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Thursday 27th October 2016

Homeopathy may 'risk lives'

17th July 2006

29042006_malaria2.jpgAn investigation by BBC2's Newsnight has revealed that some homeopathic practices tell people they need not take conventional anti-malaria drugs in high-risk parts of the world, saying that their remedies are sufficient to protect against malaria.

Two million Britons travel to parts of the world where malaria is rampant each year, about 2,000 of them return having contracted the disease; primarily they have fallen ill because they have not taken any anti-malaria tablets. Doctors have begun noticing some cases where patients have taken homeopathic remedies instead of licensed medicines, having been told these could be used instead of conventional medicine.

Dr Ron Behrens who runs a travel clinic at the London Hospital for Tropical Diseases has seen several patients who thought they were safe because they were taking homeopathic remedies for protection, offering Britons travelling to the malaria belt 'an easy option and false hope'.

These cases led 'Sense About Science', the scientific campaigners, to send an undercover researcher into 10 homeopathic practices. The researcher said she was about to go to a country known to have malaria. All the practices recommended doses of homeopathic remedies which proved to be 99.99% water with an almost undetectable trace of quinine.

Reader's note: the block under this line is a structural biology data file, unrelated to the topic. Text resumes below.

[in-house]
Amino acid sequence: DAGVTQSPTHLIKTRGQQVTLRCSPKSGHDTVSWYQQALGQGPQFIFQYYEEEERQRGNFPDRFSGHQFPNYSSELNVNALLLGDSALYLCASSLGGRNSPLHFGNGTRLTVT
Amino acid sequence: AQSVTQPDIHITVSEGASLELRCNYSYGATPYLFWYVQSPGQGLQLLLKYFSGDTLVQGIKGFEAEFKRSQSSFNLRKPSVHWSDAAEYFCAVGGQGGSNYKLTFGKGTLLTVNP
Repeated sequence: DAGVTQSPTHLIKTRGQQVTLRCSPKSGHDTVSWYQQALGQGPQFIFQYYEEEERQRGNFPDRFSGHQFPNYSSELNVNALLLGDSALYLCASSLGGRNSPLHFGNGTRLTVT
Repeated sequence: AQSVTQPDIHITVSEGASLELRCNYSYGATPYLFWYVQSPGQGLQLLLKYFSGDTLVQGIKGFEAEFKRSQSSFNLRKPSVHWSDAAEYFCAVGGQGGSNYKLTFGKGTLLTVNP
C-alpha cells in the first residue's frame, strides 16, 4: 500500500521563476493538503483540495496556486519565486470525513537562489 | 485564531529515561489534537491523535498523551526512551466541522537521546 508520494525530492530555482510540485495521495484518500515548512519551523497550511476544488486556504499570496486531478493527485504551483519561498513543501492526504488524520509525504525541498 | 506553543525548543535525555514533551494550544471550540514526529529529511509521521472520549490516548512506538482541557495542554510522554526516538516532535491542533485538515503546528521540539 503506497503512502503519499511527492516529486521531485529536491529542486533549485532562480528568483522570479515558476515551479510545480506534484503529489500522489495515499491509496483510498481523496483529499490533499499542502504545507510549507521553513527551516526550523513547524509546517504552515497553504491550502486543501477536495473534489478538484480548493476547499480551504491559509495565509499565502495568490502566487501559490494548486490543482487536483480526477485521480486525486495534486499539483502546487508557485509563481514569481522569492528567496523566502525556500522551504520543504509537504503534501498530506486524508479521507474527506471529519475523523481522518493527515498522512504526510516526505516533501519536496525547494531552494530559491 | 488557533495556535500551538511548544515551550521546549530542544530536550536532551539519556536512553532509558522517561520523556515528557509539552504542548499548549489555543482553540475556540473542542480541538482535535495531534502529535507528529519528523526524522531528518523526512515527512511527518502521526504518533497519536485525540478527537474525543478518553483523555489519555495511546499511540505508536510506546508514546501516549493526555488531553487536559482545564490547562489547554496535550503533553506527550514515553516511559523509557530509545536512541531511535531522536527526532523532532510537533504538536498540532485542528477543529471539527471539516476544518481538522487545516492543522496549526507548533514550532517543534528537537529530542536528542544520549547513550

These research was followed up by Newsnight researcher with a hidden camera who told a South London practice she would be travelling in Africa for three or four weeks, including high risk areas such as Malawi. She was given a 20-minute consultation, in which there was no mention of going to the doctor, the homeopath making the claim that malaria could be prevented by taking homeopathic remedies.

Newsnight then called the clinic asking why its consultant gave that advice, and was told that this was a mistake; normally practitioners did tell people to go to their GP for serious conditions such as malaria, the clinic said.

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Dennis Morrod

Thursday 11th June 2009 @ 6:24

And on the other side of the coin: 'medical professionals' are still arguing over the need to offer men over 50 annual PSA blood testing for possible Prostate Cancer. In 2009 some 10,000 men will die prematurely from Prostate Cancer and there will not be a BBC program highlighting the fatal, medical mistakes.

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